Giving Thanks in the Little Things


Simon and I are practicing something new this Thanksgiving season, a variation of an idea I found here.

During the the entire month of November, we are paying closer attention to all the little things our kids are doing that are “praiseworthy” (like holding the door for someone, taking the garbage out unasked, remembering to use good manners, holding their tongue when treated harshly, or any number of other character qualities we want to encourage in our next generation). Each time we witness such an act, we are writing about it on a fall-colored sticky note and sticking it to their bedroom doors when they aren’t looking. (Example: “I was so thankful when I saw you offer to help the man in the wheelchair get a refill of his soda at Sam’s today.” True story. Cue Mom tears.)

Seems simple enough, I know, but I confess that I am too quick to point out the negative while being too slow to praise the positive. And a month focused on thankfulness seems like the proper place to change that pattern, don’t you think? After all, we are encouraged in Philippians 4:8 to do this very thing…

“whatever is true, honorable, just, pure, lovely, commendable – if there is any moral excellence or if there is any praise – dwell on these things.”

How are you shifting your focus to one of thanksgiving for the little things this season? Please share your creative ideas (or links) in the comments.

Reluctant Learning

Therefore, as God’s chosen people, holy and dearly loved, clothe yourselves with compassion, kindness, humility, gentleness and patience. – Colossians 3:12

I have intentionally seldom prayed for patience. Additionally, I have been known to chastise people who have voiced a prayer in which they asked God for patience on my behalf. (Why would I pray for something that I know is gained only through opportunities to practice the thing I am lacking?!)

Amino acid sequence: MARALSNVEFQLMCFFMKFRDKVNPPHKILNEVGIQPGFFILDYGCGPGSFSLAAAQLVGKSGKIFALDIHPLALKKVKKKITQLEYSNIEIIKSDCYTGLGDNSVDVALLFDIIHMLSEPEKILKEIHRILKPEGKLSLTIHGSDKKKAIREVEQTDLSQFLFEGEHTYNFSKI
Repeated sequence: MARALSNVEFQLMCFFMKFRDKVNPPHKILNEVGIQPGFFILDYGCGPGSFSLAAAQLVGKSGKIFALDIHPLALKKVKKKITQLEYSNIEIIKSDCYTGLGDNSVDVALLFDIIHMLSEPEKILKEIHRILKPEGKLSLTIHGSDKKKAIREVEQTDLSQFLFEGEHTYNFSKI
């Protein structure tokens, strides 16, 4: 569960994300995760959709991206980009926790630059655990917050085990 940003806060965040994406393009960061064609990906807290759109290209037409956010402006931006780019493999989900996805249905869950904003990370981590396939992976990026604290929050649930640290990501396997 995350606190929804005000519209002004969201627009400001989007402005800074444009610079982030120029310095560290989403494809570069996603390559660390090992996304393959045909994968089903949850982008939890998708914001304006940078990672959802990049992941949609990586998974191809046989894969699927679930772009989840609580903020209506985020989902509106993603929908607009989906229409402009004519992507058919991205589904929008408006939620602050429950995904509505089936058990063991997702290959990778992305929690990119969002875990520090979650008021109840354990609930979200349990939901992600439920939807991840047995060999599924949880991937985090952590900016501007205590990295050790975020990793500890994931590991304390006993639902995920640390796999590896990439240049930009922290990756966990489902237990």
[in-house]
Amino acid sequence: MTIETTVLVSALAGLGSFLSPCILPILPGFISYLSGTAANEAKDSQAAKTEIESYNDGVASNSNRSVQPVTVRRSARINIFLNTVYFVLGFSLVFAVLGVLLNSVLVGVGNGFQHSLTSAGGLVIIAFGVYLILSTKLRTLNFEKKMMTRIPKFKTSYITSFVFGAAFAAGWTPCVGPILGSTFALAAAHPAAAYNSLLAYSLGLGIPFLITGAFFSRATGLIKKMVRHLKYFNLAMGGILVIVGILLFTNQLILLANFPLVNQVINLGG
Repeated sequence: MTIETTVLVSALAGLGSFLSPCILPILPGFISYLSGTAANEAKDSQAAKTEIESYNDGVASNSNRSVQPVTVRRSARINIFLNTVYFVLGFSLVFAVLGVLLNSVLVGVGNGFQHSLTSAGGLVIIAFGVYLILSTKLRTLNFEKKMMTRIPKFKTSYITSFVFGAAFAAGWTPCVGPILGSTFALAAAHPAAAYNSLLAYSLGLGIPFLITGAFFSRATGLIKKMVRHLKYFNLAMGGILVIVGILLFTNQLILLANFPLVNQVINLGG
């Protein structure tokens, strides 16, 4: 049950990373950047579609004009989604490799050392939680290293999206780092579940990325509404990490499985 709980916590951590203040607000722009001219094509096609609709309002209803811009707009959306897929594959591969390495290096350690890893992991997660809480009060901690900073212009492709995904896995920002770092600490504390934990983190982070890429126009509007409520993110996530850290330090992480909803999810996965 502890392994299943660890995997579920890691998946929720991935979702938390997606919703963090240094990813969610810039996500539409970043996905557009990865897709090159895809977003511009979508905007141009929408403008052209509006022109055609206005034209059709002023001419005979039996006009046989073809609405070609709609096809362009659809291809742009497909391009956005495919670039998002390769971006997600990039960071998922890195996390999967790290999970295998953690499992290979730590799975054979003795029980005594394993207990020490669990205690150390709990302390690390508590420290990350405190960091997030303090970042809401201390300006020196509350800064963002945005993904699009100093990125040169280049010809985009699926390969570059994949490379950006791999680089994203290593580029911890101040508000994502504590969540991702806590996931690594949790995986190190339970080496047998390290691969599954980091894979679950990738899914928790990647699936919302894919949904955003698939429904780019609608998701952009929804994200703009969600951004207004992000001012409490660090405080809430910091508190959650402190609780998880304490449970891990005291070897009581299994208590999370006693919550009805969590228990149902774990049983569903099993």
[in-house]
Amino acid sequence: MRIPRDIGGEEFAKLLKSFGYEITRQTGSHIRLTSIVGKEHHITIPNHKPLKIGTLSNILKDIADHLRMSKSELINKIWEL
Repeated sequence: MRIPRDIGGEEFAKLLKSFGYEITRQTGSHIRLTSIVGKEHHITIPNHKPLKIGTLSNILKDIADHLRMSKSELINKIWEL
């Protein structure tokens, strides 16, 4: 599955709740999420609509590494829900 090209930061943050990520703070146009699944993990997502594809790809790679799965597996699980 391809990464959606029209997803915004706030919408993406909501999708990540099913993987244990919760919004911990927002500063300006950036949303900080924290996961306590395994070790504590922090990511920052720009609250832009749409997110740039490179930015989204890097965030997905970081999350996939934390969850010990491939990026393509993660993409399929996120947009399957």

Cultivating patience also involves waiting and I want immediate results (instant gratification). Thankfully, God gives us what we need, not merely what we think we want.

Over the past twenty five years, in the midst of

  • cleaning up spills – again
  • sleepness nights – again
  • answering what’s for dinner for the third time since lunch – again
  • calling poison control – again
  • waiting in the ER with an adventuresome (or accident-prone) child – again
  • teaching little ones how to read – again
  • teaching high school Algebra – again
  • reading through the same books aloud – again
  • training new chores – again

God has given me daily opportunities to develop the very thing I’d been intentionally avoiding. He developed patience in me stealthily over the long haul of raising the next generation.

Norwegian Christian Krohg's "Sleeping Mother with Child," c. 1883
Norwegian Christian Krohg’s “Sleeping Mother with Child,” c. 1883

Patience, it turns out, is worth the years of practice it takes to cultivate it.

PONDER: Which of the qualities listed in Colossians does God most desire to develop in you? List the opportunities He has granted you to do just that…and thank Him for them.

PRAY: Father, I thank You for faithfully providing me with opportunities to grow. I want to be like Jesus, yet I am so reluctant to learn in some areas of my life. Thank You for being patient with me and that Your work in my heart includes the areas in which I am most resistant. Please continue to bring about in me the good work that you have begun.